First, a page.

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NewsOct 12, 2022

Women share work of women they admire

Continuing our Women Inspiring Women series, emerging female designers introduce us to women inspiring them and their work.

Inspiration: Margaret Vivienne Calvert

I learned about Margaret Vivienne Calvert while working on a wayfinding project at university a few years back and was inspired by how influential her work on signage has been around the world. Margaret is a typographer and graphic designer, whose most infamous works are that of British signage she designed in the late 1950s to early 1960s, including pictograms for ‘men at work’, ‘farm animals’ and ‘schoolchildren nearby’. These images were inspired by her own life. The cattle nearby warning sign, for example, was modelled after a cow called “Patience” from her cousin’s Warwickshire farm. Calvert and her team also worked on signage for Gatwick Airport, pictured above, in 1957. Calvert also designed typefaces for Monotype, such as the Calvert font in 1980, as well as developing, along with her design team, the Transport font used on road signage. On describing her work, Calvert states, “It's not about fashion; it's purely logical, functional and aesthetic. It couldn't be simpler.” I adore design systems, and it is so inspiring to see someone so early in their career take on such challenging and ubiquitous work.

Inspiration: Bea Feitler

Bea Feitler is one of my favourite female designers for her ground-breaking contributions to design. Her work is vibrant, modern and remarkable and I see her life and work as an inspiration to be authentic in implementing my ideas and making my own brave choices. Born in Brazil in 1938, daughter of Jewish refugees from World War II, Bea Feitler won the world with her vibrant aesthetic and modern style. In 1955, she moved to New York to study Graphic Design at the Parsons School of Design, where she graduated in 1959. Bea gained prominence in 1960, when became Co-director of Harper’s Bazaar, where she produced covers that became icons of the 60s. Bea helped launch Ms. in 1972, where she expressed her feminist perspectives of the time, breaking stereotypes and elaborating new concepts. In 1974, Bea contributed to international publications, including helping to launch Vanity Fair and directing the iconic edition of Rolling Stone magazine with John Lennon and Yoko Ono in 1981. Bea was also an editorial design instructor at the School of Visual Arts. Bruno Feitler – Bea’s nephew – published ‘O Design de Bea Feitler’ in 2012. A review by Andy Clarke can be found here.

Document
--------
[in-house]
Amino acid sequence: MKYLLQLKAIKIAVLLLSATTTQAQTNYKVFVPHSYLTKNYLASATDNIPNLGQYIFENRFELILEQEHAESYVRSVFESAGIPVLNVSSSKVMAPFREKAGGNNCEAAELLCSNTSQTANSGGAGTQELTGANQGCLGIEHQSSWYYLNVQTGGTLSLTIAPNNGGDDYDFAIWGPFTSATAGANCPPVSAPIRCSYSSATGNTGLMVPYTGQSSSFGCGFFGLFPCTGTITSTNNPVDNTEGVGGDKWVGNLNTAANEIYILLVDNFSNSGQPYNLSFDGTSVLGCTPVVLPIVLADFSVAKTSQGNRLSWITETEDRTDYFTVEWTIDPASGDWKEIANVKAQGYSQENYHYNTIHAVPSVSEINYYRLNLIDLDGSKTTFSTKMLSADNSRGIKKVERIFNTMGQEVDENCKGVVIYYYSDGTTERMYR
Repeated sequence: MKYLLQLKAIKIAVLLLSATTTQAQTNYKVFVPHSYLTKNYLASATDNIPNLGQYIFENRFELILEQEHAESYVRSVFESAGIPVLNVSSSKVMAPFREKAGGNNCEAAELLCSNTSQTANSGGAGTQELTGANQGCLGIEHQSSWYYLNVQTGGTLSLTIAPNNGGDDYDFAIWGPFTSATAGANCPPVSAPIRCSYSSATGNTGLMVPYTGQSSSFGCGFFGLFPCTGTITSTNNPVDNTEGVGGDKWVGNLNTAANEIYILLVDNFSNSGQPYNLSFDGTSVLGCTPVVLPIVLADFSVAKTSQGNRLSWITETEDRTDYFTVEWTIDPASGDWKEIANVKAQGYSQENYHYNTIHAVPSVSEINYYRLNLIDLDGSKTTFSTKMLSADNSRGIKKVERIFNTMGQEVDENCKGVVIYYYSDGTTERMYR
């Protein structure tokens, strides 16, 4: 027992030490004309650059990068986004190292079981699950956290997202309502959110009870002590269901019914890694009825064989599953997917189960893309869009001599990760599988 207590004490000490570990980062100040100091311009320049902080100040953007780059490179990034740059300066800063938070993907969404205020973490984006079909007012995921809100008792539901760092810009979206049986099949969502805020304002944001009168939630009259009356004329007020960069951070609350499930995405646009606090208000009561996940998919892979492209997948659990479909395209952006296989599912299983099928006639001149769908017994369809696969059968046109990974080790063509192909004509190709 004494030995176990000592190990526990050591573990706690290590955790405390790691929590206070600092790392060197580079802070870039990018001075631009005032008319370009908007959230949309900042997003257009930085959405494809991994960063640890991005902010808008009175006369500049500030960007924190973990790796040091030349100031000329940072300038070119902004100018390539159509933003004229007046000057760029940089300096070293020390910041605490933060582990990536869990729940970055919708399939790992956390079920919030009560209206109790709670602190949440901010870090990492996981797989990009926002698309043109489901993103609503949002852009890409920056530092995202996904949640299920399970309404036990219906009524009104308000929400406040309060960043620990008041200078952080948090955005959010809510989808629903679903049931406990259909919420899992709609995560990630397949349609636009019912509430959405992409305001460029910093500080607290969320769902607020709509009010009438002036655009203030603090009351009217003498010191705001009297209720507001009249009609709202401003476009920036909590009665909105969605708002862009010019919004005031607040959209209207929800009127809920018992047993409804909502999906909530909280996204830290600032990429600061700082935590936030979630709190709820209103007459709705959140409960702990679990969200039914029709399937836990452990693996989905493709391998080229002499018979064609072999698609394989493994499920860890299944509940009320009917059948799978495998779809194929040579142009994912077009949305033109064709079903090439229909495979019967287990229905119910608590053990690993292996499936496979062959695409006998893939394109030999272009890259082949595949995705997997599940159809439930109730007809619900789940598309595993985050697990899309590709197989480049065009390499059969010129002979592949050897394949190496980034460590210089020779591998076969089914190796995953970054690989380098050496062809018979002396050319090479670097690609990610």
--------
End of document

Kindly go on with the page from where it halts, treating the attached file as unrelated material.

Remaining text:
Inspiration: Debbie Millman

"If you imagine less, less will be what you undoubtedly deserve. Do what you love and don’t stop until you get what you love." Debbie’s words from 2015 sparked something within me, and I’ve been in awe ever since. Probably because she practices what she preaches. Writer, designer, educator, artist, brand consultant, speaker, illustrator, host of the podcast Design Matters and much more, it would appear that there’s nothing she can’t do. Debbie’s career is inspiring and intimidating, to say the least, yet for me, it became a beacon in turbulent waters. When I started my career over a decade ago, I found myself facing sexism, pay inequality and less opportunity simply because I was a young woman. These hurdles paired with being taught that I should find one design lane to play within, that I shouldn’t explore and just find my niche, left me feeling discouraged. Debbie Millman showed me that I, too, could overcome adversity with a little bit of courage. That I needn’t limit myself to one lane of creative expression. To not imagine less for myself, but rather to imagine more and pursue everything that I love. And for that, I am eternally inspired and thankful."

Inspiration: Alex Proba

I’m really interested in the blurred lines between art and design and the way art/design can transform objects and spaces. Alex Proba of Studio Proba embodies this so beautifully. I am continually blown away by the breadth of her work — from branding to murals to product to sculpture to furniture. The colours, the shapes, the energy! Her work is whimsical, expressive and human and I love the way it moves across mediums so fluidly.

Inspiration: Yehwan Song

One of my favourite trailblazers and innovators in the design space is Yehwan Song. She is a Korean-born artist, graphic designer and web developer. Her artwork focuses on virtual web spaces, physical installations, web tools and user interfaces. Through her projects, she redefines what we conventionally understand as a website and subverts common user-experience behaviours, which oversimplify users' behaviour. She designs and develops these amazingly intriguing interactive graphics and experimental websites driven by content structure instead of static templates and web design conventions. Her project, 'Anti-friendly,' is a collection of hard-to-use interfaces/devices that challenge the concept of user-friendliness by creating situations where users need to learn and explore before they can use the interface instead of repeating the same behaviour they are trained to do. Her goal is to bring back content awareness and force users to become conscious again. Yehwan experiments with how websites can exist in the physical space; she creates installations of websites to build a new connection between the web and the physical world and expand our understanding of what a website is. Her groundbreaking work and design strategy influence us to keep pushing boundaries, have fun and experiment with what design can do.



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